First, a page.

Today’s daf (Shekalim 4) informs us that donations for the upkeep of the Beit HaMikdash (Temple) should not be sought from idolatrous non-Jews, and that if a donation is made, it shouldn’t be a distinctive identifiable object.
However, in the Gemara elsewhere (Arakhin 6a) we find that Rav Yosef raises a challenge to this, since we are told that Nechemiah requested from the king of Persia ‘that he may give me timber to make beams for the gates of the castle that pertains to the house’ (Nechemiah 2:8). Clearly these beams, which were to frame the gates of Jerusalem, would have been identifiable. Given this, how could Nechemiah make such a request? Abaye answers this question by distinguishing between individual donations and donations that are sought from the government.
Yet notwithstanding this distinction we must still consider why Nechemiah made this request, and to answer this question, we need to learn a little about the gates of Jerusalem.
We are told in the Mishna (Middot 1:3) that: ‘There were five gates to the Temple Mount: The two Huldah gates on the south were used both for entrance and exit; the Kiponus gate on the west was used both for entrance and exit; the Taddi gate on the north was not used at all; and the Eastern gate over which was a representation of the palace of Shushan and through which the high priest who burned the red heifer and all who assisted with it would go out to the Mount of Olives’. But why was there a ‘representation of the palace of Shushan’ above one of the gates leading to the Temple?
Rambam explains in his commentary to the Mishna that when the Jews returned from Shushan to rebuild the Temple, the king of Persia commanded them that they place an image of the palace of Shushan somewhere in the Temple so that ‘there should be an awe of the monarchy by the people, and so that the people should remember their return from exile and not rebel against the monarchy’. And given this specific request, it seems that Nechemiah felt it proper to ask the king to donate specific timber for this purpose.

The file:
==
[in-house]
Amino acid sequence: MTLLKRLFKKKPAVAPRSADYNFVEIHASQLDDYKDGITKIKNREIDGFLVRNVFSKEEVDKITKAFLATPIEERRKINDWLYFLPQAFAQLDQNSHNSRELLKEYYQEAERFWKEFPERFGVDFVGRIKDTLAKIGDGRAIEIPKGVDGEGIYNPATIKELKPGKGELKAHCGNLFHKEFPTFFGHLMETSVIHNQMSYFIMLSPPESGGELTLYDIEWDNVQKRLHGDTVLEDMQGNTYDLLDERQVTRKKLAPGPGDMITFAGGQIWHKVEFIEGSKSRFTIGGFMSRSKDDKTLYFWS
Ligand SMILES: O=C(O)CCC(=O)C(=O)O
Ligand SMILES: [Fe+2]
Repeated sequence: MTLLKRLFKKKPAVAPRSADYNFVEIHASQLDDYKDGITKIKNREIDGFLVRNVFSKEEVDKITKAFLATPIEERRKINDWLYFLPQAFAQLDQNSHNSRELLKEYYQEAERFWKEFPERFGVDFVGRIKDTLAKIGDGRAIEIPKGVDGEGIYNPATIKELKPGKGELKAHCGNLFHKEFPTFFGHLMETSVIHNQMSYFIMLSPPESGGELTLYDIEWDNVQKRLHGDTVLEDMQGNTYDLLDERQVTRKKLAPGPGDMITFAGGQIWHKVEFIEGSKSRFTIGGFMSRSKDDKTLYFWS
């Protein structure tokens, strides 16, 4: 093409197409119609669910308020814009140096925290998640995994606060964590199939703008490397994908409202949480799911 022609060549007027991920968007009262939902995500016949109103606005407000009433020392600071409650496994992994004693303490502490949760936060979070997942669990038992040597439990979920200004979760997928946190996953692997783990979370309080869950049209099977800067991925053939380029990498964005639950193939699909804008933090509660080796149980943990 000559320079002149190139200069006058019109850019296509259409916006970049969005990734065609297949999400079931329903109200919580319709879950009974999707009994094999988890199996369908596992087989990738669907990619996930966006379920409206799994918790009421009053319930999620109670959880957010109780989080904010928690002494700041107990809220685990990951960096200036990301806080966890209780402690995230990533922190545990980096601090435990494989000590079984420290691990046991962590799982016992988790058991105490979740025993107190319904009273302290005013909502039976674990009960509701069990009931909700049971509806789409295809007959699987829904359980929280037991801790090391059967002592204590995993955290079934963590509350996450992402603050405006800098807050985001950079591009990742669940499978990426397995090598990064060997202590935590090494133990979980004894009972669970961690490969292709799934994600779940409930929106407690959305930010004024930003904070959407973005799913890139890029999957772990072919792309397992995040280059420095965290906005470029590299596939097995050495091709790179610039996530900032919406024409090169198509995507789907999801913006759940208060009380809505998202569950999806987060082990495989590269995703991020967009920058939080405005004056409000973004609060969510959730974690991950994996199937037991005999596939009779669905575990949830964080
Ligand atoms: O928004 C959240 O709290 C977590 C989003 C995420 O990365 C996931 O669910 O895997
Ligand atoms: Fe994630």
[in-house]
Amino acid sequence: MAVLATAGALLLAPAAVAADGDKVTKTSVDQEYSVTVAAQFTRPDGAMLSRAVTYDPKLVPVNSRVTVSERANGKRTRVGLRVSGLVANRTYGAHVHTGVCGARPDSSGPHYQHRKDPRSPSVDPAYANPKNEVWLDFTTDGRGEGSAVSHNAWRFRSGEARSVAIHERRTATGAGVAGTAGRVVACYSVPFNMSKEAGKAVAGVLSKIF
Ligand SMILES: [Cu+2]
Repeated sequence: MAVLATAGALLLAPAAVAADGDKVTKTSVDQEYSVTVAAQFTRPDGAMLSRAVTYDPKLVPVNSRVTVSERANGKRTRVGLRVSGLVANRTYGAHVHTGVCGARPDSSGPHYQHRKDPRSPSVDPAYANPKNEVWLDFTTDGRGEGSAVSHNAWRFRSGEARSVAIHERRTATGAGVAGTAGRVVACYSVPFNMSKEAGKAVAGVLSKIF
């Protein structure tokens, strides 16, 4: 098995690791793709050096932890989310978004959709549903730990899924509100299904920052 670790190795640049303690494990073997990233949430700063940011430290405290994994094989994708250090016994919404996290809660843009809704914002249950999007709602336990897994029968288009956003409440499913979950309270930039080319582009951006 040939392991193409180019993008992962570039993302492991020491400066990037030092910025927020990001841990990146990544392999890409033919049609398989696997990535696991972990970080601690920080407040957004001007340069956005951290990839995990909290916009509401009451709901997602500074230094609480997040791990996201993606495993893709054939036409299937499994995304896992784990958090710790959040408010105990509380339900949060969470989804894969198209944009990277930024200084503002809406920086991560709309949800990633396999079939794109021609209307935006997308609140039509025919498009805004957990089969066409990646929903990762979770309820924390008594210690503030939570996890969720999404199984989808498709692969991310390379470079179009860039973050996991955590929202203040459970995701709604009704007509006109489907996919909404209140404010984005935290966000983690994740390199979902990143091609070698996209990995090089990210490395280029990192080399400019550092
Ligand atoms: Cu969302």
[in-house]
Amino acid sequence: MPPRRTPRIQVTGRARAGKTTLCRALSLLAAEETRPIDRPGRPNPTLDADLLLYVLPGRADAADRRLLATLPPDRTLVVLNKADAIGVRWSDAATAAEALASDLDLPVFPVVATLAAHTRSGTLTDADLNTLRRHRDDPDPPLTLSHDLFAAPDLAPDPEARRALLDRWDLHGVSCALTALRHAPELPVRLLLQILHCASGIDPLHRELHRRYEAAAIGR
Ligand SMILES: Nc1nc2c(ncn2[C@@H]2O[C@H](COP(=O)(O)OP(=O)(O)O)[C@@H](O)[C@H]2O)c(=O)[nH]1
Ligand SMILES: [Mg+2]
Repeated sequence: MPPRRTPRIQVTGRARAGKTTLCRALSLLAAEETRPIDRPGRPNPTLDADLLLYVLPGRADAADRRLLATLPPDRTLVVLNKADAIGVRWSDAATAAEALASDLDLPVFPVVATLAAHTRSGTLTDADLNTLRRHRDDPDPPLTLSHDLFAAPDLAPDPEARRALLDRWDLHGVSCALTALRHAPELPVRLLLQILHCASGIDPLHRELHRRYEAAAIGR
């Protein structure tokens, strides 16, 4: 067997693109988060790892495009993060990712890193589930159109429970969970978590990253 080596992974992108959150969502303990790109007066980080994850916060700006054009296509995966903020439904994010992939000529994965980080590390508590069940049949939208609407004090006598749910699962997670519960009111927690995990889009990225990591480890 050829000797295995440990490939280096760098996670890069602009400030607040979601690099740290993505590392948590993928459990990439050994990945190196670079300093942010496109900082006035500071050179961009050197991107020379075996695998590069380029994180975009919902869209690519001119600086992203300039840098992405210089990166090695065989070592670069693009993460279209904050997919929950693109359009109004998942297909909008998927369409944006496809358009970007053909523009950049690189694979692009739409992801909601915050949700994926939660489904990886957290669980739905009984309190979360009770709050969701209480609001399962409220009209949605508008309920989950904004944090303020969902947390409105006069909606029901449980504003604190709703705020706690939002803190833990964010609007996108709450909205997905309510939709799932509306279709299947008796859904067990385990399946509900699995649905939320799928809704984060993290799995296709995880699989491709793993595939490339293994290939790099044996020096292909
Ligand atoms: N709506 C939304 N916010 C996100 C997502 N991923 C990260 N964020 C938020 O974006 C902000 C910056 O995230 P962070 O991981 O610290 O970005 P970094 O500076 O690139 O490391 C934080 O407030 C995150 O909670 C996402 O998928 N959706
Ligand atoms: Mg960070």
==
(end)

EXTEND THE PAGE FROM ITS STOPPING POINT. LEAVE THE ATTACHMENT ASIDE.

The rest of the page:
As we know, Bnei Yisrael came to Jerusalem on Pesach, Shavuot and Sukkot to celebrate, and I imagine that when those who passed through the Eastern gate and saw this emblem as they walked towards the Temple, they were filled with a sense of thanks and appreciation that they had returned from exile. And so, while today’s daf teaches us that Temple donations should not be sought from idolatrous non-Jews, the emblem above the Eastern gate reminded the people of a truth that we continue to see even in our own day – that God often employs a range of different agents to help the Jewish people find their way home.